He may not be prolific, but Michel Roudnitska must surely be one of the most fearless perfumers working today. With an apparent disdain for the path of least resistance, he pushes his finest work into that thrilling zone of fragrance creation where success and failure are divided by a line as thin, weightless and translucent as a soap bubble. His best scents teeter on the edge of that boundary, forever threatening to collapse, knowing full well that their precariousness is precisely what makes them so compelling.
Noir Epices (Frederic Malle) is a case in point: its spicy, sartorial elegance keeps switching between fine-tuned balance and over-egged, cinnamon sweetness. His Magnolia for the Sydney-based Grandiflora brand - founded by Saskia Havekes - is equally difficult to pin down, shifting from photo-realism to self-indulgence with beguiling dexterity. And now, he's repeated the trick one more time, for Grandiflora again, with Madagascan Jasmine, one of the most complex soliflore-style scents to have settled on my skin for months.
On one level, this new scent is, as you'd expect from its name, a jasmine. Straight up and down. Grand and full-bodied. A worthy candidate for the pithy 'Death by jasmine' review Tania Sanchez offered in The A-Z Guide for Lutens' À La Nuit (which, together with Beyond Paradise, would make an interesting point of comparison with the subject of today's post). But - not surprisingly, considering that it comes to us from Roudnitska's hands - it is also much greater than an attempt to provide a figurative representation of a single flower. Indeed, as I've suggested above, it is an exercise in tight-rope walking. Catch it in a certain light, and it soars to the heights of the greatest jasmines ever committed to a bottle. Green. Honeyed. Creamy. Indolic, but never excessively so. Just the right side of 'week old ashtray'. Subtle on the pepper.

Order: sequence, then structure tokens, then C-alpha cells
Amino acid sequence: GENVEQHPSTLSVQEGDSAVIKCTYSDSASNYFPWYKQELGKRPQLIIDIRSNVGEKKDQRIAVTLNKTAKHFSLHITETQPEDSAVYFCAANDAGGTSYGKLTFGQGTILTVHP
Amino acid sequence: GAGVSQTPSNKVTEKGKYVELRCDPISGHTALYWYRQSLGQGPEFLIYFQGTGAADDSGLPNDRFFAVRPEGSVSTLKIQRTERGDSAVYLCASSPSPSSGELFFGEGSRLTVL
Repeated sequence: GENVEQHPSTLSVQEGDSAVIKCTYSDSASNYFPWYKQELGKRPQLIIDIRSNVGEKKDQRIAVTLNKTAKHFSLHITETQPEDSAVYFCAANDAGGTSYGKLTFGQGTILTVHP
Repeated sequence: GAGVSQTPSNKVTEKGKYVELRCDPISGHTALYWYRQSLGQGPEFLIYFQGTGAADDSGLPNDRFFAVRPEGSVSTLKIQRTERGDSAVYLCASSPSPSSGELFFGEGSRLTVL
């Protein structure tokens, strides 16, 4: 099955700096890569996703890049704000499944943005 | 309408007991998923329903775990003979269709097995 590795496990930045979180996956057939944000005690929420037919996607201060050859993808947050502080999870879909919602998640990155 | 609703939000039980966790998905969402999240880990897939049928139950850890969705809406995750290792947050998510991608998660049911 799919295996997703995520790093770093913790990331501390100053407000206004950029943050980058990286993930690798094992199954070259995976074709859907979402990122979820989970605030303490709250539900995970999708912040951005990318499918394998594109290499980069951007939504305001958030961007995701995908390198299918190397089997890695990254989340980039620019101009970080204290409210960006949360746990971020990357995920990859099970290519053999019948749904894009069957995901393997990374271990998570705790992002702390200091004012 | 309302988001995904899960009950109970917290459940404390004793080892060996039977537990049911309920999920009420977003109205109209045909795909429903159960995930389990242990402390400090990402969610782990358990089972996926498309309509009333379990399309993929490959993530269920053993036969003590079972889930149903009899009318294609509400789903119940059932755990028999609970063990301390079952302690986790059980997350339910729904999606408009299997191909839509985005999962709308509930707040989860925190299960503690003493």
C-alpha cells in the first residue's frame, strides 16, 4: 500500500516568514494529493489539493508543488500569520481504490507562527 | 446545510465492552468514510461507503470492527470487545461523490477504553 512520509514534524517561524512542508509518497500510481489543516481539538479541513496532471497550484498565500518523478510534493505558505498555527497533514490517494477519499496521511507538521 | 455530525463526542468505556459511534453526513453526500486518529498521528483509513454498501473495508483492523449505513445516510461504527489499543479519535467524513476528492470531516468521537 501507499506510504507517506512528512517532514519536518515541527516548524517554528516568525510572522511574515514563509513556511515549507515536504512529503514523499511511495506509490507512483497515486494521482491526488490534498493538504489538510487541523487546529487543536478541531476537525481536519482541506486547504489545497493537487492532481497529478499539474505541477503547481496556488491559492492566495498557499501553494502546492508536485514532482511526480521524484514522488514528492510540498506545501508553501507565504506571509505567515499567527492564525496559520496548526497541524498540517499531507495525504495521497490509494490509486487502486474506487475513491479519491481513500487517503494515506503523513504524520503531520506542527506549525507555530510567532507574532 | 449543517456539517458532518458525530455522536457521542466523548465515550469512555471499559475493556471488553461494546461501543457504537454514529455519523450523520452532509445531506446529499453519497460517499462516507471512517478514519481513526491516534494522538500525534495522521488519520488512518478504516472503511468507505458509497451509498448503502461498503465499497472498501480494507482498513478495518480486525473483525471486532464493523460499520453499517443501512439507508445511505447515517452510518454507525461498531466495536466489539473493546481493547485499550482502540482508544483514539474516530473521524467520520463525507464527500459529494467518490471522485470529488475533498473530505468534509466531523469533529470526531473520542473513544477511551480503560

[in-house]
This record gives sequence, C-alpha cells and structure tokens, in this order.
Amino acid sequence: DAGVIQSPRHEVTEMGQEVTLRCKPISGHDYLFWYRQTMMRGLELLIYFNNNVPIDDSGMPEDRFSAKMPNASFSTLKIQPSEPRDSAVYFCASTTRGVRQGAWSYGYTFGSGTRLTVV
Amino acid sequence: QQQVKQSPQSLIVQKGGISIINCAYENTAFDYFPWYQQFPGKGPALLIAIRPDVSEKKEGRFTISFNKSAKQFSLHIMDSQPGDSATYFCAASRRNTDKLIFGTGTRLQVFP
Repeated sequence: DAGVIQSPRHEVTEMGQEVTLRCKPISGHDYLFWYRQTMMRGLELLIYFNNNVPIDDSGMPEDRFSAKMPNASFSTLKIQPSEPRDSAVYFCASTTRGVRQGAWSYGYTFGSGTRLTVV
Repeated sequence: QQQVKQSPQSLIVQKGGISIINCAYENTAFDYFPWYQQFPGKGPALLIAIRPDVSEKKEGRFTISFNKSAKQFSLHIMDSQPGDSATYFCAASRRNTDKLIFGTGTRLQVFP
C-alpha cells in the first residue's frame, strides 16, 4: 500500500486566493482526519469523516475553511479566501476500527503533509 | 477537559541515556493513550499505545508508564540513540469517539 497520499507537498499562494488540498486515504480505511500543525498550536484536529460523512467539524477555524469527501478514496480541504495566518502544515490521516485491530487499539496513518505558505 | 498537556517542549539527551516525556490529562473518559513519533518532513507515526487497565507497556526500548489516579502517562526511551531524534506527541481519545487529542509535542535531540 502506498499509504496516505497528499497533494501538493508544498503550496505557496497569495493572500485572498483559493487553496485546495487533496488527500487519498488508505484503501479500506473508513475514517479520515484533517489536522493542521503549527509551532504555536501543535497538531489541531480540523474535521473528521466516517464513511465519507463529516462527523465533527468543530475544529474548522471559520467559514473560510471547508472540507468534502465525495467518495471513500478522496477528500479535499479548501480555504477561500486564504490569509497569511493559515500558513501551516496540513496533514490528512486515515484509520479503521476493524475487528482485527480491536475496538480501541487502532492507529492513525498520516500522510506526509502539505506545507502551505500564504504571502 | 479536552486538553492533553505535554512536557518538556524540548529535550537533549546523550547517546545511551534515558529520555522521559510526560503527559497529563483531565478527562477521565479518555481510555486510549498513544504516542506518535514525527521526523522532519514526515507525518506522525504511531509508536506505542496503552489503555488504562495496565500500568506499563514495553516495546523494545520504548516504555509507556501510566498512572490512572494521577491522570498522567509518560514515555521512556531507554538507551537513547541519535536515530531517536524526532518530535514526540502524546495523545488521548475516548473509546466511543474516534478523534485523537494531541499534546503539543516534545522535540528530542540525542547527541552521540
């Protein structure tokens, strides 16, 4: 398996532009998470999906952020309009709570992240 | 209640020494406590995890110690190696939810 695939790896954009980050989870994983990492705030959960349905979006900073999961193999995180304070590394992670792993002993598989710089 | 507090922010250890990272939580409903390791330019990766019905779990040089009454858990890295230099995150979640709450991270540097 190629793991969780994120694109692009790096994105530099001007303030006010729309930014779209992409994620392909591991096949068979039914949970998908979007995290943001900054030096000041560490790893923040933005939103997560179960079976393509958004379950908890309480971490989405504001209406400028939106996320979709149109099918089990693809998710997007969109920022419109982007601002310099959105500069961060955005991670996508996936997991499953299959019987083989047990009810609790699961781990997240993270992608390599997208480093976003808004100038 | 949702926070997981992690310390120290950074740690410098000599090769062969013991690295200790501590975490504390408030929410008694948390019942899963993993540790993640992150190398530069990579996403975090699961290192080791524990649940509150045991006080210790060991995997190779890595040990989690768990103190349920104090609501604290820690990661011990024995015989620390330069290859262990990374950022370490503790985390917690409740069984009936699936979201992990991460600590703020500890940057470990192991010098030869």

Adjust the angle of observation, and it presents a more challenging demeanour. Has that sensuous, floral note turned soapy? Is the green facet now strident and chemical? Has the honey aspect taken on the character of a cheap strawberry? Well, yes and no... and that's the point. With enviable skill, Roudnitska has managed to combine all these seemingly contradictory elements to produce an effect that embraces the charm of the off-kilter. The whole drama benefits from the inclusion of lesser sub-plots.
Madagascan Jasmine isn't flawless - there are moments when its two halves don't see eye to eye - but it is never less than engrossing and, with its refusal to iron out its less attractive features, it presents a quality rarely seen in perfumery: defiance. Like Romeo yelling to the stars about injustice, it is somehow both morbid and desperate for life, carrying itself away on waves of vitality even as it succumbs to oblivion. The journey is mesmerising to behold, and I am grateful to Roudnitska and Havekes for gifting it to us.
[Review based on a sample of eau de parfum provided by Grandiflora in 2015.]